By Soumo Ghosh,
AIFF Media Team
NEW DELHI: The coaches of the clubs set to participate in the Hero I-League Qualifier 2020 hailed the medical and safety parameters put in place by All India Football Federation for the tournament. The qualifiers will determine which team would take its place in the Hero I-League 2020-21 season, along with the other clubs.
Bhawanipore Head Coach Sankarlal Chakraborty believes that the COVID safety regulations put in place by the AIFF will eventually help the players dish out good performances, while staying safe from the virus themselves.
“The COVID-19 safety regulations put into place by the AIFF will be essential in maintaining the safety of the players and those around them. Once we ensure that, we can all enjoy the good football played by them on the pitch,” Chakraborty said to i-league.org.
The Hero I-League Qualifier 2020 is set to get underway on October 8 in Kolkata and Kalyani, with five teams – FC Bengaluru United, Bhawanipore FC, Mohammedan SC, Garhwal FC and ARA FC – facing off against each other, the fixtures for which, were announced earlier this week.
FC Bengaluru United Head Coach Richard Hood showed “complete confidence” in the safety regulations, stating that the teams can all move forward together “smoothly in a tightly managed process.”
“Having gone through the SOPs outlining the Safety regulations it gives us complete confidence and belief that the 20 odd days in Kolkata for the Hero I-League Qualifiers will go through smoothly in a tightly managed process that has prioritised player safety through restrictions and monitoring,” said Hood.
“With all of this in place all we have to do is comply and take extra measures at the personal level to lock in on our focus on getting out there and fighting for promotion.”
ARA FC head coach Vivek Nagul believes that though it will be a testing time for all the sides, the regulations will protect those that are involved in the game, at the end of the day.
“It will be testing for all the teams, and we all have to follow the guidelines put in place by the Government and AIFF. But this is mainly to take good care of the players and staff, so this is a good opportunity for us,” said Nagul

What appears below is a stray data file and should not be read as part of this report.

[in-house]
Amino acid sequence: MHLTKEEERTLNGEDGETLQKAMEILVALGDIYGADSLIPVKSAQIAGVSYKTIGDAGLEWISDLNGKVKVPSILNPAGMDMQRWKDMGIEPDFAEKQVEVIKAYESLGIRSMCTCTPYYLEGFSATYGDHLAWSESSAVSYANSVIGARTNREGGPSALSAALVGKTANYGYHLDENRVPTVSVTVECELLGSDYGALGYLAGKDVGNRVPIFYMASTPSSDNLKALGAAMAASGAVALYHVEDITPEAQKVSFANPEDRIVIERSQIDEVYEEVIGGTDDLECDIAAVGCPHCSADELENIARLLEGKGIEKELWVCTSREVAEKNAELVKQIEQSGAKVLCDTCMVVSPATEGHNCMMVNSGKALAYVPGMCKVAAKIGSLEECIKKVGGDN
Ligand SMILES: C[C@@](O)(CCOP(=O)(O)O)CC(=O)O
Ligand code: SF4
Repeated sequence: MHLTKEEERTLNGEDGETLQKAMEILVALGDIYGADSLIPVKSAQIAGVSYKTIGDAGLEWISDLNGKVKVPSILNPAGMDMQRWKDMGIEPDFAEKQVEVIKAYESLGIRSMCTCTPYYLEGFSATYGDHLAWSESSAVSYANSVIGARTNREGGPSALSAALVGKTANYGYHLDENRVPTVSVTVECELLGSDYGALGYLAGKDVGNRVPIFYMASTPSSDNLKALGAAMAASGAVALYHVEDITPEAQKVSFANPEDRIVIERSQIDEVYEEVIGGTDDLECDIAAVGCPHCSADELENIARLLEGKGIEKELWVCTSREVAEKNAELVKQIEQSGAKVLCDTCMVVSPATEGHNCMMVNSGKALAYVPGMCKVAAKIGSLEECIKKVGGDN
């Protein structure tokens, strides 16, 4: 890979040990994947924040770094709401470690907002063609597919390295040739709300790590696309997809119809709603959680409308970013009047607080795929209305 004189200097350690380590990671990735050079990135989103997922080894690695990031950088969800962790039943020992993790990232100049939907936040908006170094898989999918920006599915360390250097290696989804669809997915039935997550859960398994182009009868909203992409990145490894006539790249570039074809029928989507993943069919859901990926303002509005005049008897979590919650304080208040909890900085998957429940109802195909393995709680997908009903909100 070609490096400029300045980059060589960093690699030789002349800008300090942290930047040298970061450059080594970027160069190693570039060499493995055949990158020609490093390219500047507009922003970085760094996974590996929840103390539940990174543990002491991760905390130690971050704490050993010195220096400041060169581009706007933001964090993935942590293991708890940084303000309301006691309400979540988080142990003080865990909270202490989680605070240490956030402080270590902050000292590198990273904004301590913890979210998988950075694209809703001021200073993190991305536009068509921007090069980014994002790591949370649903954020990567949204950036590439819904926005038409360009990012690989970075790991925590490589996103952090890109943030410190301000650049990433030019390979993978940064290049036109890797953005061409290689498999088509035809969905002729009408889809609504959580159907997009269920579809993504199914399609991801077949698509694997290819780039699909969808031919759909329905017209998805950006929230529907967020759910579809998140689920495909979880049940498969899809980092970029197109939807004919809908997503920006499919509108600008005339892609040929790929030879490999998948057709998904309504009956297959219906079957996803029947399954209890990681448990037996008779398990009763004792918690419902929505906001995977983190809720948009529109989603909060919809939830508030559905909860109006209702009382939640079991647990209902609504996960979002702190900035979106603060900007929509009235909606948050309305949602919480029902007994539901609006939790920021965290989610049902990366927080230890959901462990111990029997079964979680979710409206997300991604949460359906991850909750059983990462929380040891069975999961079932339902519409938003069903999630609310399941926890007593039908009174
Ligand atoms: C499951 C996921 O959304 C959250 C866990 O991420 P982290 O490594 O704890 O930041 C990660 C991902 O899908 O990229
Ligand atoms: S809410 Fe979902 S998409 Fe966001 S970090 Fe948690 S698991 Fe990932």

Meanwhile Hood feels that adaptation to the “new normal,” which has seeped in from our daily lives into football is a crucial process for all teams.
“The new normal set in from day one in our homes and everyday life in terms of heading out only when necessary, wearing a mark, disinfecting all contact surfaces of our body and maintain social distance,” he averred.
“This new normal extends to our game in the way of no contact like handshakes, high-fives, regular testing and managing our spaces with high levels of hygiene and associated precautions,” he added.
“The adaptation process has been set in months ago and were further implemented in our camp in the past few weeks to fully prepare on and off the pitch for what is coming our way,” he continued.
“Once the kick-off whistle goes the 90 minutes that will follow would be the only space to enjoy the old normal minus the spectators and avoidable contact, it’s the best of what we expect and we are looking forward to every second of it.”
Most of the teams have already started to place their players in separate facilities. Bhawanipore boss Chakraborty believes that his players are already conditioned to playing in the environment of a bio-bubble.
“We have already been treading cautiously as the club had arranged for our players to stay in isolation. Since they have been in isolation for two weeks now, they have already been mentally conditioned for such an environment,” he stated.
“We have to evolve the way we do things as time progresses. Of course, the onset of the COVID-19 Pandemic has brought about a lot of changes in the way we go about our daily lives,” continued Chakraborty.
“Football is a part of society, and what is happening around us is bound to reflect on the game too. It is for the betterment of society, and for the safety of everyone involved, that these measures have been put into place.”